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Great Expectations

An interview with Tom Danielson, January 17, 2005

Two days into Discovery Channel Cycling Team's first official team camp in Solvang, California, Steve Medcroft caught up with new recruit Tom Danielson, where both team and rider have great expectations for the upcoming season.

2004 started out with a lot of promise for Tom Danielson. After an early career dominating the U.S. Elite racing scene with Saturn Cycling, he signed with Alessandro Petacchi's Fassa Bortolo to begin, what he hoped, would be success in the European peloton.

But Fasso's team dynamics were not what he expected and he ended up spending much of the year living alone in Italy (Danielson's long time girlfriend Kristin Johnson was busy with her own racing schedule in the U.S.), without many friends, and on a team that didn't seem to be the right place for a young rider looking to learn and grow. Given the same circumstance, any other rider would have probably come back to domestic racing and given up the European dream.

Not Danielson. He rode it out, taking whatever knowledge he could from every start. Then, toward the end of the season, the offer of a lifetime came his way - an invitation to race and ride next to the most dominant racer in cycling, Lance Armstrong.

Cyclingnews: We last talked to you just after you'd signed a letter of intent to join Discovery Channel. How has your life changed since then?

Tom Danielson: Well, probably the biggest change is that my motivation for the bike, for training and racing, has just increased twofold. This is making the work that much easier -- really wanting something and wanting to do the best you can gives you a fresh perspective on everyday life. As soon as I knew I was going to ride for this team, I was already thinking forward to the next year; to how I could do everything to be ready and be the best I could. I want to perform for Lance; he's been an idol to me my whole life. Not just from winning the Tour de France, but before too. And since I signed on, I wanted to come prepared and show that I am ready to work -- to Lance, to Johan (Brunyeel), to everyone on the team. These guys have high expectations, so motivation is my big change.

CN: Is it an intimidating peer group?

TD: It's clearly the best team in cycling on paper and it's obviously the best team when you spend time around them and see how everyone operates; the sponsors, the riders, the staff. Everyone has been incredible. Just the amount of people that surround the team is amazing. It's a big road show. Every day you show up at a different place or a new hotel and there's a new group of smiling people. Then you find out that they're like these renowned specialists in their field. It's so cool.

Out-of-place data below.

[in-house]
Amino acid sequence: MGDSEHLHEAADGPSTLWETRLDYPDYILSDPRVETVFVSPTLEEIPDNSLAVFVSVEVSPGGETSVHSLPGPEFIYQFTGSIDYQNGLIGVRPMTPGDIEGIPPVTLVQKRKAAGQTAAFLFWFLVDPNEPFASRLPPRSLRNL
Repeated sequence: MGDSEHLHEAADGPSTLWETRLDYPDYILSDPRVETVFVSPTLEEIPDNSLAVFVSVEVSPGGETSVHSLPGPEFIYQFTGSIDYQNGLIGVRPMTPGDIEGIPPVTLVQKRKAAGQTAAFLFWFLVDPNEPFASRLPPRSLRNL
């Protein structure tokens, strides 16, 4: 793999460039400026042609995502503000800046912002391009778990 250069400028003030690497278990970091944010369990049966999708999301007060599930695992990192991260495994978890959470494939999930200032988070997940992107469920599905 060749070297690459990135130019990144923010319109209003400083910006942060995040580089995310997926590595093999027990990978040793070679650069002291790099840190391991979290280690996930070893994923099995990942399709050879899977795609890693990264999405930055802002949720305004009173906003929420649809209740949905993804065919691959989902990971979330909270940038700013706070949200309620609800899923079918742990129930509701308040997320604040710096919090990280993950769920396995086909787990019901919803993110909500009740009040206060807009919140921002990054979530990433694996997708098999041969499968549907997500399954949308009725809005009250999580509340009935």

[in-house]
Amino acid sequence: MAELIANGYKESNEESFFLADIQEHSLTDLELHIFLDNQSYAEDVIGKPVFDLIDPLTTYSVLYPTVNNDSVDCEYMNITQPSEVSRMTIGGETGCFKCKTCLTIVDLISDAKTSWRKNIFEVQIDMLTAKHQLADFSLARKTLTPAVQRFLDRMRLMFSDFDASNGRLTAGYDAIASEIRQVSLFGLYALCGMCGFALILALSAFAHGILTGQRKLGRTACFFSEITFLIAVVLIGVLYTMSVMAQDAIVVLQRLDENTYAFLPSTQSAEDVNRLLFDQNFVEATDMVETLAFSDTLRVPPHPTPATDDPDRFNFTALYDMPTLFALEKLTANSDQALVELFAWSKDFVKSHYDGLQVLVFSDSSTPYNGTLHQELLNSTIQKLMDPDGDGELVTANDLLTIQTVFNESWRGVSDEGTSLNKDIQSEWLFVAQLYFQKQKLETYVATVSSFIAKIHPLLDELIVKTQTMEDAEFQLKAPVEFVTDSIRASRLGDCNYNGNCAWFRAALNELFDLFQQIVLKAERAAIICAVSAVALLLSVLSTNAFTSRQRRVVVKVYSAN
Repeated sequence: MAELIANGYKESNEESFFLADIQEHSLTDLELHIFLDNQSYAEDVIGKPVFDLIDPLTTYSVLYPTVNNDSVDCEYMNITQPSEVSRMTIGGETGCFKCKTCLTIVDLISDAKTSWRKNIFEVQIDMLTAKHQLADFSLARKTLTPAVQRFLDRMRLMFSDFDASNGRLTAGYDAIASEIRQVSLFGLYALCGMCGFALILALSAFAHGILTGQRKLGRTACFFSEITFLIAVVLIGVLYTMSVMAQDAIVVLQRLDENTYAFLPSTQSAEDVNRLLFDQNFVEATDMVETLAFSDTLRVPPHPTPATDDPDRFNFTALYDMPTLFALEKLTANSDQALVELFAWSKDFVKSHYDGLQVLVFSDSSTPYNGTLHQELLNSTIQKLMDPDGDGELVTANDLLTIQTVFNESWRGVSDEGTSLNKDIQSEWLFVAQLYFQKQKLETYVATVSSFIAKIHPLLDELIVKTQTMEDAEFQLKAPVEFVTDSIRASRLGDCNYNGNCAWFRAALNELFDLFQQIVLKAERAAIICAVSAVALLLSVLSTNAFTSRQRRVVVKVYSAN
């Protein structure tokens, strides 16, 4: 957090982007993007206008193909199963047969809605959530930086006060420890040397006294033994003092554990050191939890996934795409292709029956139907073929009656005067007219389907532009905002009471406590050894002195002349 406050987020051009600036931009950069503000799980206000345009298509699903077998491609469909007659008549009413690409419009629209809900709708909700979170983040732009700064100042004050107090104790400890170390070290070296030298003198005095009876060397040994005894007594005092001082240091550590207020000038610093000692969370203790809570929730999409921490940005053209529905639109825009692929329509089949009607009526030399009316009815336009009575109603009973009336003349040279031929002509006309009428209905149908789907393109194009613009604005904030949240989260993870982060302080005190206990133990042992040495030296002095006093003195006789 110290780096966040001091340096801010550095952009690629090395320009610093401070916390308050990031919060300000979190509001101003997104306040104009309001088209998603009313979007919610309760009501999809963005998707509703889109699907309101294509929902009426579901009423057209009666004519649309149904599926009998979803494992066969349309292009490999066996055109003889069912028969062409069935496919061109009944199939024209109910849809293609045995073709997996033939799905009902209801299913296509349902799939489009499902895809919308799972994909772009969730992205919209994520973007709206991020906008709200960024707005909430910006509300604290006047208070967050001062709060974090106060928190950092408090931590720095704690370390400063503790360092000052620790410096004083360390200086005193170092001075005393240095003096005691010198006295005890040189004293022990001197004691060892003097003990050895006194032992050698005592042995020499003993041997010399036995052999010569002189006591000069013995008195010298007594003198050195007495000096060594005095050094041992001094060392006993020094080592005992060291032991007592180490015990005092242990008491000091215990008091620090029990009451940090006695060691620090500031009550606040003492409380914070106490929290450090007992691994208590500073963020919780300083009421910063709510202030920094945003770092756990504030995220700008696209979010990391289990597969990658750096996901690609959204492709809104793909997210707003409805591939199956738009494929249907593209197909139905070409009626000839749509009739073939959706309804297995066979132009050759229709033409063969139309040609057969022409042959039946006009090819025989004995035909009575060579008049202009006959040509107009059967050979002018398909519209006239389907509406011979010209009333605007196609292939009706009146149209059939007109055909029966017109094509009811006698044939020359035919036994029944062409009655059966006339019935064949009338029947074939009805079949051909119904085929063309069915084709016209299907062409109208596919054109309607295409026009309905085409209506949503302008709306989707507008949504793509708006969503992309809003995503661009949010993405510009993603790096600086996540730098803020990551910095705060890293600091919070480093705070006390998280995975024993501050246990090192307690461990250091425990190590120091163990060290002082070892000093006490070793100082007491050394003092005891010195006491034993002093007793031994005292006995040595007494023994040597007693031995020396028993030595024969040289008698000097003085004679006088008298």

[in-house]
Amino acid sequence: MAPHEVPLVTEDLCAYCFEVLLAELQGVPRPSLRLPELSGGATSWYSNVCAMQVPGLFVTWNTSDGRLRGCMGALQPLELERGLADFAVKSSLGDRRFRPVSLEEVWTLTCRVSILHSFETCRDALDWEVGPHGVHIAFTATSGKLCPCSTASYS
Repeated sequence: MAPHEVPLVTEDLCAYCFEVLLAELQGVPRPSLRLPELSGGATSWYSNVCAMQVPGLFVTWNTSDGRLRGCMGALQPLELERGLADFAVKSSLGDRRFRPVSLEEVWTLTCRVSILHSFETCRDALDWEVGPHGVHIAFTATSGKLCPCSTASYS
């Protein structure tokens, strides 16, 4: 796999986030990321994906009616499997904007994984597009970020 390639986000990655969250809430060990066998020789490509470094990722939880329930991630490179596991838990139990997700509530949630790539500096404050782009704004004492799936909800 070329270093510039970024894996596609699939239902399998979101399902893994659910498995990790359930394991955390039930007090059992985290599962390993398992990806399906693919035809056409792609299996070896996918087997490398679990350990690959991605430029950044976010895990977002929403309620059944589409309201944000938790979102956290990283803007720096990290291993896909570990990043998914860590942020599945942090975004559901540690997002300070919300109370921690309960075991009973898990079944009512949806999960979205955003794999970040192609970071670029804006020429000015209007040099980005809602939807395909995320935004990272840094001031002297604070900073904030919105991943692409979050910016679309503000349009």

CN: Back when you first worked out your contract, had you been part of any team meetings or is the Northern California training camp your introduction to your new teammates?

TD: I had met with some of the guys on the team already, but I hadn't really trained with the team. Except that I did a camp in Austin earlier this year where I got to meet 12 of the guys.

CN: Was that the first time you had spent any real time with Lance?

TD: Actually, I spent time with Lance a year ago. I got to go down at his house in Austin and ride with him for a little bit. I didn't really get to know him of course because I was just so intimidated. You know, I was blown away. The second time I got to spend time riding with him, I was still intimidated but it was important that I show I was there to work and not, you know, be a fan. I mean I am a fan, but I want to show him that I can look up to him but that he can rely on me if he ever needs me.

CN: How have you prepared, mentally and physically, for camp?

TD: The team has actually worked a lot to let me know the things I should be doing for my training, so I've paid careful attention to that. The goal wasn't to show up at camp really fit and ride fast. The team has made it clear that my objectives are much later in the season, so I've been doing a lot of riding and gym stuff. And a little bit of running. I wanted to show up at camp right where they needed me to be.

CN: Are you getting comfortable with your teammates?

TD: Lance and Johan go through great lengths to make everyone comfortable. People wonder why this team is so good and right when I got to camp and saw how the staff and Lance and Johan were working to make the team gel, I could understand where it comes from. It's comforting to know that they hand-pick every guy for the team - they know who they're picking and how they'll fit in. This energy makes you want to work for the guys next to you. It's like he's your brother or something and you don't have any problem spilling it all for your teammate. Especially because you can see that they feel the same way.

CN: Discovery is building unit integrity very quickly?

TD: Extremely. Like right away. After the second night, I could already see everyone coming together. I was like, 'okay, here we go.'

CN: What have they had you doing at camp so far?